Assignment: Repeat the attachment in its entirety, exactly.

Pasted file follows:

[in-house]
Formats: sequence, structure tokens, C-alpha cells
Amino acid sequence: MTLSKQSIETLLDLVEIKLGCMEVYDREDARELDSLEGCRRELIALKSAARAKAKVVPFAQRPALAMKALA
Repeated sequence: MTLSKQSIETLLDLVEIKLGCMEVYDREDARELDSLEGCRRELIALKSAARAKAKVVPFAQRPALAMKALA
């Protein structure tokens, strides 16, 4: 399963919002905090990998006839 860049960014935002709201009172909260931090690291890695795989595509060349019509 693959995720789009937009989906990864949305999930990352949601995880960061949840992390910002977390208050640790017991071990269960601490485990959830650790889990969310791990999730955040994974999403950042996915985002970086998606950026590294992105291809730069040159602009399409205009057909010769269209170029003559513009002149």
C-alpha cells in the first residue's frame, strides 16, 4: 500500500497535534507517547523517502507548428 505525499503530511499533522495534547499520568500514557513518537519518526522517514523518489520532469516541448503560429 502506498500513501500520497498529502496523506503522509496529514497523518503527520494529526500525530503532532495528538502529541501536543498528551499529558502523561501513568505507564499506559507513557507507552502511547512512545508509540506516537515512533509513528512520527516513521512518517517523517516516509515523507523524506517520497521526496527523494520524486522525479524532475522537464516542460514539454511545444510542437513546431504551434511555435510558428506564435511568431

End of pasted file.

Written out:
[in-house]
Formats: sequence, structure tokens, C-alpha cells
Amino acid sequence: MTLSKQSIETLLDLVEIKLGCMEVYDREDARELDSLEGCRRELIALKSAARAKAKVVPFAQRPALAMKALA
Repeated sequence: MTLSKQSIETLLDLVEIKLGCMEVYDREDARELDSLEGCRRELIALKSAARAKAKVVPFAQRPALAMKALA
């Protein structure tokens, strides 16, 4: 399963919002905090990998006839 860049960014935002709201009172909260931090690291890695795989595509060349019509 693959995720789009937009989906990864949305999930990352949601995880960061949840992390910002977390208050640790017991071990269960601490485990959830650790889990969310791990999730955040994974999403950042996915985002970086998606950026590294992105291809730069040159602009399409205009057909010769269209170029003559513009002149």
C-alpha cells in the first residue's frame, strides 16, 4: 500500500497535534507517547523517502507548428 505525499503530511499533522495534547499520568500514557513518537519518526522517514523518489520532469516541448503560429 502506498500513501500520497498529502496523506503522509496529514497523518503527520494529526500525530503532532495528538502529541501536543498528551499529558502523561501513568505507564499506559507513557507507552502511547512512545508509540506516537515512533509513528512520527516513521512518517517523517516516509515523507523524506517520497521526496527523494520524486522525479524532475522537464516542460514539454511545444510542437513546431504551434511555435510558428506564435511568431